Irish fast-food chain Supermacs is recruiting workers from overseas due to a shortage of Irish applicants.
CEO Pat McDonagh says the pandemic means a lot of people have left certain sectors.
He believes this is common across all areas, not just hospitality.
But he told Newstalk Breakfast there are plenty of workers from places such as Spain and Italy who want to work here.
"It's common in a lot of industries at the moment that there's a scarcity of staff out there.
"It's right across the board - whether it's in construction, whether it's in hospitality, or whether it's in retail.
"In hospitality especially... it's become a very uncertain type of business - it's a difficult business because the hours are unsociable, the work is hard and a lot of people have reassessed where they are.
"I think 40%, I'd say, or more have changed jobs inside the last two years from that industry to a more regular business.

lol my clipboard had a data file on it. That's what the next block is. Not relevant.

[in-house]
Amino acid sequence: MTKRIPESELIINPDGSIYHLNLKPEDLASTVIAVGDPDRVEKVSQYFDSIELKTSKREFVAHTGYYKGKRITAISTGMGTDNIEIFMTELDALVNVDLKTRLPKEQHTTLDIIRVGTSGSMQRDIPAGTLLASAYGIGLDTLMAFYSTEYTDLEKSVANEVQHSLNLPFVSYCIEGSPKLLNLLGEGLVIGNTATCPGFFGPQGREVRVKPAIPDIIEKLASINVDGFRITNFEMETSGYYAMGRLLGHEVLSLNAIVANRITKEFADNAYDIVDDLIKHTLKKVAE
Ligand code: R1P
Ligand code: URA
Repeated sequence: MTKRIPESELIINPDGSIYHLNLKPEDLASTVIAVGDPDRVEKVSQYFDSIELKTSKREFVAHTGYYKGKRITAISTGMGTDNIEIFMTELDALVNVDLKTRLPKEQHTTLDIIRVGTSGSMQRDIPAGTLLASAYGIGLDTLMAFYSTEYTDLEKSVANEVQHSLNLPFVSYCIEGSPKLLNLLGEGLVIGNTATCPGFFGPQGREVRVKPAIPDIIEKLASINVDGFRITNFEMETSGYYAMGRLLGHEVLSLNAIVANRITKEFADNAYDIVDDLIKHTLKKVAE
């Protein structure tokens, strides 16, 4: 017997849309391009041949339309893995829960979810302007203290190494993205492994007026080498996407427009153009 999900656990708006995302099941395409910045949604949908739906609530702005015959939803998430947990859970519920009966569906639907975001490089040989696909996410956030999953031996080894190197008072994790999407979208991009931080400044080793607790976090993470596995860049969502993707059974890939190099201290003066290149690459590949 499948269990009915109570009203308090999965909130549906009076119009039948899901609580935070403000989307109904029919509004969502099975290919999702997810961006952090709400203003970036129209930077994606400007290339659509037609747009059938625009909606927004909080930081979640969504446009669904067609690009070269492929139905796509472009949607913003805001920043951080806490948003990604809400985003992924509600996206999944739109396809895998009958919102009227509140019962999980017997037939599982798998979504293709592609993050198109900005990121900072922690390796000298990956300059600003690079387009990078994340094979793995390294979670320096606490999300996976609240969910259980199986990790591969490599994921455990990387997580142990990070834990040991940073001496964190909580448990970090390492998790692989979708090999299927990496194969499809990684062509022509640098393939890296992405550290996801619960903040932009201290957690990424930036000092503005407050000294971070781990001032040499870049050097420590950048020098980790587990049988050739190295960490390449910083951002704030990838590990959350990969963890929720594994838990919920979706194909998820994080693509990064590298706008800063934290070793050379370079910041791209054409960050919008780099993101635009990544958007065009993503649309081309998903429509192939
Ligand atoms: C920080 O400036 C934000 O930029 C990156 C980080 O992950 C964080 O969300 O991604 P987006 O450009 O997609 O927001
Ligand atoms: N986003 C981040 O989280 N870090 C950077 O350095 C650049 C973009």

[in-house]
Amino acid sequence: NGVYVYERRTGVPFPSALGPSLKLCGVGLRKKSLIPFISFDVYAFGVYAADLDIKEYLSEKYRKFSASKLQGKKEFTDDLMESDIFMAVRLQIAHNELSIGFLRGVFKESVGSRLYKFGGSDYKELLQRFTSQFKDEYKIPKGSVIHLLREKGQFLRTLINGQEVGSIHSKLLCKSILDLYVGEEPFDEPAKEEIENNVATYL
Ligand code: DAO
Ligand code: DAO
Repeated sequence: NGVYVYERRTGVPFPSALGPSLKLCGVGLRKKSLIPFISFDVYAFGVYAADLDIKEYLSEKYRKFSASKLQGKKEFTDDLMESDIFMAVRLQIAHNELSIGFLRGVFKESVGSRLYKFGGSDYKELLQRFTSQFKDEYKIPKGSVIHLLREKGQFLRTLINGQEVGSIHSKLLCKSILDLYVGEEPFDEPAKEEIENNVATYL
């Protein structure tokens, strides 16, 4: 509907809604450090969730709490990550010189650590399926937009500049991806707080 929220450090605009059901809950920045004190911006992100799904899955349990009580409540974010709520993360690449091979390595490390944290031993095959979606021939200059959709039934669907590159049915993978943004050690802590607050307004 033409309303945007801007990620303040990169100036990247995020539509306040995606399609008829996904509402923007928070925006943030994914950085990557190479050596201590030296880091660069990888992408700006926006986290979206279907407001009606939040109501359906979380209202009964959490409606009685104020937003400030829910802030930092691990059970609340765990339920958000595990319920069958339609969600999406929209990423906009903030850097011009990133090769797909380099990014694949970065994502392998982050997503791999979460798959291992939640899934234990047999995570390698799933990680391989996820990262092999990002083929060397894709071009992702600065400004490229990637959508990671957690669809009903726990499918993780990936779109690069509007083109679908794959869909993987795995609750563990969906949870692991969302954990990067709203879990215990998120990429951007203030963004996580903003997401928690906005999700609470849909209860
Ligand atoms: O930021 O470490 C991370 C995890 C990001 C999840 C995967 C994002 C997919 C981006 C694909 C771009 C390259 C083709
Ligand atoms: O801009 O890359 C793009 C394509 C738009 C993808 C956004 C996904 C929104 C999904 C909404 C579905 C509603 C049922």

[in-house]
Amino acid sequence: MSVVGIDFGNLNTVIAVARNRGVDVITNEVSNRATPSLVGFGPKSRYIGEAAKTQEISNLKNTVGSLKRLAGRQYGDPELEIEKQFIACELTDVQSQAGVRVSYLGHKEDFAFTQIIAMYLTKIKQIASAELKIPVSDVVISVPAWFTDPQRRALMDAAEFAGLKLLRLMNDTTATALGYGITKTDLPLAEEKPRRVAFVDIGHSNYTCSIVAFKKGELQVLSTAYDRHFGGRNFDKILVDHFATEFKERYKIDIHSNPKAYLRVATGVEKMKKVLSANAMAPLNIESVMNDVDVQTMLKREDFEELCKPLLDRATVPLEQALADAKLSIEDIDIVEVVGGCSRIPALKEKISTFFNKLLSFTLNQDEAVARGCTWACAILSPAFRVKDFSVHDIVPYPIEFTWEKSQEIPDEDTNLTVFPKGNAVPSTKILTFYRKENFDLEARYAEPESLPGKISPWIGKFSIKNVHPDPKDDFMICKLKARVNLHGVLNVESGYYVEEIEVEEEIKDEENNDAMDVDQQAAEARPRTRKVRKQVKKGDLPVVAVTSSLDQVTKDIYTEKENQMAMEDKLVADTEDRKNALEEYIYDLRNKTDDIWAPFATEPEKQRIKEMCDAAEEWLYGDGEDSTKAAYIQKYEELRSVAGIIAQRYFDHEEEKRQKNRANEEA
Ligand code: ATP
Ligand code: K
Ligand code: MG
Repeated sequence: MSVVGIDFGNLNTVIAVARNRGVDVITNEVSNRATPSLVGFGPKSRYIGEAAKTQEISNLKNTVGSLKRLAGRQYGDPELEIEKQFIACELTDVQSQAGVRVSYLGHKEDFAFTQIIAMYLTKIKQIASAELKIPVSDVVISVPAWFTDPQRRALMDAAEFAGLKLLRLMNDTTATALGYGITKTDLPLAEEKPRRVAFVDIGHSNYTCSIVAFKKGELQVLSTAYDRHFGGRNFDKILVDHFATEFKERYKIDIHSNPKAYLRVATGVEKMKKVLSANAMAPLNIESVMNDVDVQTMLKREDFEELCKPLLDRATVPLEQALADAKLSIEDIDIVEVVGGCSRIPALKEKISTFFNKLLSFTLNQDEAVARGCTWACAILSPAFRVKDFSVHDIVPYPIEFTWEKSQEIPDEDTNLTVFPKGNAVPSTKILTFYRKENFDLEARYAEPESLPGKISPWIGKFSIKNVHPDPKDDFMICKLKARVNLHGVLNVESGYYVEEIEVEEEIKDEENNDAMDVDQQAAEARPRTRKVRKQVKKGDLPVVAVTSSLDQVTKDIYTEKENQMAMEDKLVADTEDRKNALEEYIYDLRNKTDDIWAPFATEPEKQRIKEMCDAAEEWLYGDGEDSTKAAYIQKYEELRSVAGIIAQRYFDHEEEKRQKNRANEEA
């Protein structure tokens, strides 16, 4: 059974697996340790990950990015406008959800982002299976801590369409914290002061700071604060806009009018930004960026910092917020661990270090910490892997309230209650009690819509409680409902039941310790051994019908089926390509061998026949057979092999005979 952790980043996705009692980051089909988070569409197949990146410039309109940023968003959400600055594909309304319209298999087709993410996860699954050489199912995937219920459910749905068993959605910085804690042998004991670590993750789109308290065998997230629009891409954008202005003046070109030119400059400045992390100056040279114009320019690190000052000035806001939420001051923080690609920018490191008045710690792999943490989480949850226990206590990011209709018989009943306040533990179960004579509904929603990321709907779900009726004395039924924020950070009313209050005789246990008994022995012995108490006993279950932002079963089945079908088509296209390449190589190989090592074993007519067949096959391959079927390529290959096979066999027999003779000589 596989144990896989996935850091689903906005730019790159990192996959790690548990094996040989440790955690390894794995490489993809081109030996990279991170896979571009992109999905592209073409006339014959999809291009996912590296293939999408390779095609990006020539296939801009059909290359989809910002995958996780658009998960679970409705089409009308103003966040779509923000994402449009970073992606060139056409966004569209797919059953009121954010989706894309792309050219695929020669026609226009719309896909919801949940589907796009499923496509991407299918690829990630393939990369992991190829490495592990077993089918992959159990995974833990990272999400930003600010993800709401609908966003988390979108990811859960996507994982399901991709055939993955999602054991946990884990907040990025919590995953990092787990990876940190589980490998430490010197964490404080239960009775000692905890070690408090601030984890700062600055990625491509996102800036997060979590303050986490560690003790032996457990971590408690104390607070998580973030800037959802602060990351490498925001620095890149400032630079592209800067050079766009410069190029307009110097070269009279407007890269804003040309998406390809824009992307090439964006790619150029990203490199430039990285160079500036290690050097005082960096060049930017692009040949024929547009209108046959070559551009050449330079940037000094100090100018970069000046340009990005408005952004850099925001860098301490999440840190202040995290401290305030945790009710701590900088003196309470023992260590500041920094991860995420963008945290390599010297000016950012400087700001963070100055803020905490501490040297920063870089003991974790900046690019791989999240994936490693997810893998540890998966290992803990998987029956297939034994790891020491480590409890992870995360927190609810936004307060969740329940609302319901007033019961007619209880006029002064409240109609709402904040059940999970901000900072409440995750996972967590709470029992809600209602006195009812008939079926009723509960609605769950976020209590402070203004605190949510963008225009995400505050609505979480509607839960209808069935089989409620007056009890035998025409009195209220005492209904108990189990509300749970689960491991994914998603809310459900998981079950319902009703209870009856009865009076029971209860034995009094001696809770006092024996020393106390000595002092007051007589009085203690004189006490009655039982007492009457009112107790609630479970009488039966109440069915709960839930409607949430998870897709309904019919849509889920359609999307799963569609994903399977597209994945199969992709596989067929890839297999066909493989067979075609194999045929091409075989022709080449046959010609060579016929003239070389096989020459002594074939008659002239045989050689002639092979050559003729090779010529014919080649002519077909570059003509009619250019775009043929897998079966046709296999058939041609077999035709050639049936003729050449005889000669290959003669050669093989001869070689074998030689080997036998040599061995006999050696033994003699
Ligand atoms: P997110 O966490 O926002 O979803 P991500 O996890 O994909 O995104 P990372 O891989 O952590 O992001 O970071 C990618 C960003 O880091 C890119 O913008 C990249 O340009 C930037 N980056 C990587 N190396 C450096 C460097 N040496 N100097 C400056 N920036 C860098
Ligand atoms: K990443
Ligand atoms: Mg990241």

"I think you have to fill the positions, and if you can't fill them in Ireland there will be eastern Europeans or - in fact - Italy and Spain at the moment are where we're getting quite a few.
"So there are quite a lot coming in from abroad and that's just the way it was. It happened before back in 2004, etc and it's a repeat of the same thing".
'PUP overran in some cases'
But Mr McDonagh says other factors are at play here as well.
"Some people are very conscious about the COVID, and other people - as I say - have reassessed where they are.
"A lot of chefs have gone into sales jobs for food companies, etc.
"And customers have got a little bit more impatient and a little bit more irritable as well."
And he believes the Pandemic Unemployment Payment (PUP) may also be contributing to the shortage.
"I think the PUP... it was a great idea in fact, and the Government did a very good job initially starting it off.
"I think it probably in some cases overran... but it's not necessarily the problem at the minute.
"Granted there are a lot of people who've gone back to eastern Europe and Asia, etc who are probably still on the PUP."
And he says he can see a lot of businesses selling up because of all the issues.
"I can see... at least 20% of business changing hands inside the next couple of years, because owners are finding it very difficult."